Edited by Sception
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Thanks, Sception -- that was a very clear explanation. So in some cases Nagash can have one hand working against the other, as long as it advances his true goals?

I see a lot of Black Library novels about Nagash, both from the Old World line and Age of Sigmar. Are any of those in particular worth reading?

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From what I understand, no Undead minion no matter how powerful could directly challenge Nagash and win.
What could happen while his not directly paying attention to the more powerful Undead minions is they could enable an enemy of the dead to bring about Nagash's death by various duplicitous action, done in secret not in an act of direct aggression. 

Think of him as a Mad dictator. (though more powerful lol)
No direct action against him will work, but secret BS can bring about his death from external intervention.

If the above is 'True' there is almost certainly in-fighting between different factions and there thoughts on how things should be done. 

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51 minutes ago, Nathaire said:

Thanks, Sception -- that was a very clear explanation. So in some cases Nagash can have one hand working against the other, as long as it advances his true goals?

Exactly.  And there are already multiple examples of this.  In particularwith mortarchs undermining or defying Nagash in ways that might seem self interested, but that still still arguably advance his overall interests even more.  In at least one case, a mortarch uses a cat's paw to directly defy Nagash when they themselves are physically unable to do so due to their connection to him.  In particular check out the novels 'Undying King' and 'Soul Wars':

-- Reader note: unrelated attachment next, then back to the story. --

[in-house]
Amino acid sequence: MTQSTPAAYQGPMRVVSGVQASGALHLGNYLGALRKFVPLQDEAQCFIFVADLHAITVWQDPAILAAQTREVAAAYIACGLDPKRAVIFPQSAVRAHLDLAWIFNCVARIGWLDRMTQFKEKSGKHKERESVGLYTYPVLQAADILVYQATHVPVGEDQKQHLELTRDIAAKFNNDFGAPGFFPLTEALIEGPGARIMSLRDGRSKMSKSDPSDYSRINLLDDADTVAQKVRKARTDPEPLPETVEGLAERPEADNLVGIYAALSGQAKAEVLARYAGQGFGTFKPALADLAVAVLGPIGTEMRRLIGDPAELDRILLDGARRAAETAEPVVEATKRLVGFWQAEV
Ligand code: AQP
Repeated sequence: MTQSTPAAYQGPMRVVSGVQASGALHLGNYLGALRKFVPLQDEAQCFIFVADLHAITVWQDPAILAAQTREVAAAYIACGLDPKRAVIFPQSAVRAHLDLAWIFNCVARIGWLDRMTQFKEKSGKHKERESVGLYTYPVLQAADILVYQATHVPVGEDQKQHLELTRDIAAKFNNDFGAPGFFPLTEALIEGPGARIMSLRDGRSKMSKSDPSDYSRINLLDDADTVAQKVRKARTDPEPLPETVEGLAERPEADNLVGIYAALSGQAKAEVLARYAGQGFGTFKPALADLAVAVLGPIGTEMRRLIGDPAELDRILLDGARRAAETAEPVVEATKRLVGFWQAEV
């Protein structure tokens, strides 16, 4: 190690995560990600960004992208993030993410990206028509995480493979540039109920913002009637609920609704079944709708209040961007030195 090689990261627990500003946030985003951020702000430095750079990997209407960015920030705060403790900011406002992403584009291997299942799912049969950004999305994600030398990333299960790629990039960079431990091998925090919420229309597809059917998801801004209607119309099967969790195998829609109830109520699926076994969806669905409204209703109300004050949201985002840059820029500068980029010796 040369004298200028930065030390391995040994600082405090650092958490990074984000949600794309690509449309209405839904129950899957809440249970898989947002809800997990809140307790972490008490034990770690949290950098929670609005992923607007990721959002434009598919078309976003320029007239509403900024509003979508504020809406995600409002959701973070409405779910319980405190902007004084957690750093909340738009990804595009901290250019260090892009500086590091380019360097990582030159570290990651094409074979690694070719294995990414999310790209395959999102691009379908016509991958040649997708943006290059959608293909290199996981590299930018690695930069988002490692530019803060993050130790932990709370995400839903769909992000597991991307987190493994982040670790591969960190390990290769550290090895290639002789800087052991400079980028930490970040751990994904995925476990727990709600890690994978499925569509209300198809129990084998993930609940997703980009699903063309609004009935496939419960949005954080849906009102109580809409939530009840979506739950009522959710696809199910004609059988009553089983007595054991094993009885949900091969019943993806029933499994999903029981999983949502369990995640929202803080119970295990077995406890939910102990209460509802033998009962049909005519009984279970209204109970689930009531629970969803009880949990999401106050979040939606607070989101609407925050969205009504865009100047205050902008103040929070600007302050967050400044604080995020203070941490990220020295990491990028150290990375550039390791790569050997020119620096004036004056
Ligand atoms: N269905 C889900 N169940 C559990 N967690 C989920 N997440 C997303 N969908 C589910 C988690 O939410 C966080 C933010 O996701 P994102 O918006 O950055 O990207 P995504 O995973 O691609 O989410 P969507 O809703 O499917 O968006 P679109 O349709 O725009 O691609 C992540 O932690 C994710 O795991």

https://www.blacklibrary.com/new-titles/featured/ebook-soul-wars.html
https://www.blacklibrary.com/new-titles/featured/ebook-soul-wars.html

 both of which also briefly mention and expand on the idea of Nagash having different personal avatars & incarnations, though none of them directly appear.  'Nagash-Morr' is one mentioned by name, which takes on the aspect of Morr, one of several old world death gods that Nagash consumed during the End Times, and is specifically described as manifesting to protect mortal worshipers of Nagash from the forces of chaos.

Nagash appears in a number of other Age of Sigmar novelizations set during the realmgate wars, but his actions in the earlier realmgate war books are generally revealed/retconned as subterfuge and misdirection by the end of that arc, so I'm not sure it's particularly worth getting into now.

 

For old world Nagash lore, check out the rise of nagash omnibus for his origins:
https://www.blacklibrary.com/all-products/rise-of-nagash-ebook.html

and the End Times novelizations, particularly the first book 'Return of Nagash' for how he ended up:
https://www.blacklibrary.com/all-products/return-of-nagash-ebook.html

Three of these books are available in an ebook bundle:
https://www.blacklibrary.com/warhammer-chronicles/bundles/nagash-ebook-bundle.html

that includes the origin trilogy/omnibus (nagash's as he started in the old world), the Return of Nagash (nagash more or less as he ended in the old world), and Undying King (Nagash as he exists in the Age of Sigmar, though that book in particular is set during a weaker torpor while he's still recovering from his defeat at Archaon's hands at the dawn of the age of chaos, so his will is particularly scattered and unfocused).

 

As a character he doesn't change too much between the end of his origin trilogy and the start of the end times.  He spent most of the intervening millennia regenerating from various defeats, occasionally returning to life only to be destroyed again by this or that hero, each time weaker than the time before, due both due to missing some of the artifacts invested with portions of his soul (his crown, his severed hand, etc), and due to essentially a curse inflicted by the skaven fellblade that originally slew him, until he finally is restored to full power during the End Times, and very quickly after that grows far more powerful still.